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Can military service affect child custody?

On Behalf of | Dec 6, 2019 | Child Custody & Parenting Time

Being a member of the United States military, no matter in which branch you serve, is something of which to be proud. It is a job that not everyone can or is willing to do. Unfortunately, your willingness to enter this line of work has caused you to sacrifice several things, including your marriage. It may even cost you precious time with your children if you are not careful.

Many service members in Colorado and elsewhere end up getting divorced, so your situation is not unusual, but you want to make sure you do not lose more than you should because of your commitment to the armed forces. Technically, your job should not prevent you from gaining some level of custody of your children as part of your divorce agreement. However, it is not uncommon for non-military spouses to seek sole custody of their kids due to the service member’s unusual schedule.

The military challenge

Being in the military does create challenges when figuring out a custody schedule. Some service members are in positions where the government does not deploy them frequently or move them around too much. These individuals will have an easier time getting joint custody agreements approved. If deployments and relocations occur with great frequency, getting the custody arrangements one believes is best may prove more difficult.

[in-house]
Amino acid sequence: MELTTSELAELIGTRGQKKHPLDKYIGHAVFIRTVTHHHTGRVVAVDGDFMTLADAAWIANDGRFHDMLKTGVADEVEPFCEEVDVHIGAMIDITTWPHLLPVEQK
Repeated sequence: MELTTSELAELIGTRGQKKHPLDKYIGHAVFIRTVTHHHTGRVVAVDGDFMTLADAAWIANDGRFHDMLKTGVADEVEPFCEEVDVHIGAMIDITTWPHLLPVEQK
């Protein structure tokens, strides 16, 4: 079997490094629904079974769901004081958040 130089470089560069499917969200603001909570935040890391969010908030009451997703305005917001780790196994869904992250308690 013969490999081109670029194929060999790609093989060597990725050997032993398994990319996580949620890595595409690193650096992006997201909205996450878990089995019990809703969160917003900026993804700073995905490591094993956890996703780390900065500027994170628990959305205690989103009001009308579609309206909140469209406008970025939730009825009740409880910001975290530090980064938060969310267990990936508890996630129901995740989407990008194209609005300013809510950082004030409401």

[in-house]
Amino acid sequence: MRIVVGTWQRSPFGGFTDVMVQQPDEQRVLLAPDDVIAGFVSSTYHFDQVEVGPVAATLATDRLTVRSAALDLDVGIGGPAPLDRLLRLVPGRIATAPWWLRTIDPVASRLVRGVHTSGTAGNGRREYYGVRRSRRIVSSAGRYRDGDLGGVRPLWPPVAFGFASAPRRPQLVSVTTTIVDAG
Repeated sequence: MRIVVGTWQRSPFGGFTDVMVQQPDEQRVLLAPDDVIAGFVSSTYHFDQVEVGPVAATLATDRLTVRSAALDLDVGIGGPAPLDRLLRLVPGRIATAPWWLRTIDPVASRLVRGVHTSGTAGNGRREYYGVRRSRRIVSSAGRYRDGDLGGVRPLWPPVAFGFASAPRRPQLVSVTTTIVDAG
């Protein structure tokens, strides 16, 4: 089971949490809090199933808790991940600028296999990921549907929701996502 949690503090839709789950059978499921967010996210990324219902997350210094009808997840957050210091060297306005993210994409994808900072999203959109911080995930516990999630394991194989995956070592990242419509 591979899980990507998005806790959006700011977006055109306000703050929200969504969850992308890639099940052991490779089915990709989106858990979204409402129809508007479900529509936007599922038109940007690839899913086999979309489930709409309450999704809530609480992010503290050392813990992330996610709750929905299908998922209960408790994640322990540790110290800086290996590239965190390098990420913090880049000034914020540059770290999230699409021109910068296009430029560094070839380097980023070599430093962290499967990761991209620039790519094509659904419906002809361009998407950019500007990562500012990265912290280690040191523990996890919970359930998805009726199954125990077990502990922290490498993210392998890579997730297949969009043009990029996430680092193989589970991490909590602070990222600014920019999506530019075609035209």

Enter the family care plan

If you want a shared custody arrangement, you will need to set up a family care plan. This is simply a set of instructions for what is to happen should a deployment arise or relocation orders come in. It allows you to name a short-term caretaker. It can also include care provisions — details regarding the care of your children. It is possible to update the plan as you see fit.

Fight for a fair custody arrangement

Shared custody is the norm these days, even for military members. However, the courts will consider a number of factors before deciding if it is the best arrangement for your situation. Some of these factors include:

  • Ages of the children
  • Possibility of deployment or relocation
  • Needs of the children
  • Living arrangements

If a shared custody plan comes together and it will serve the best interests of the children, there is no reason why it should not receive approval. If down the line, your military service makes the plan harder to stick with, you can also seek to adjust the plan. If your request for shared custody is flat out denied, you may continue to fight for the custody arrangement you believe is best. No parent should receive denial to accessing their children because of a challenging work schedule.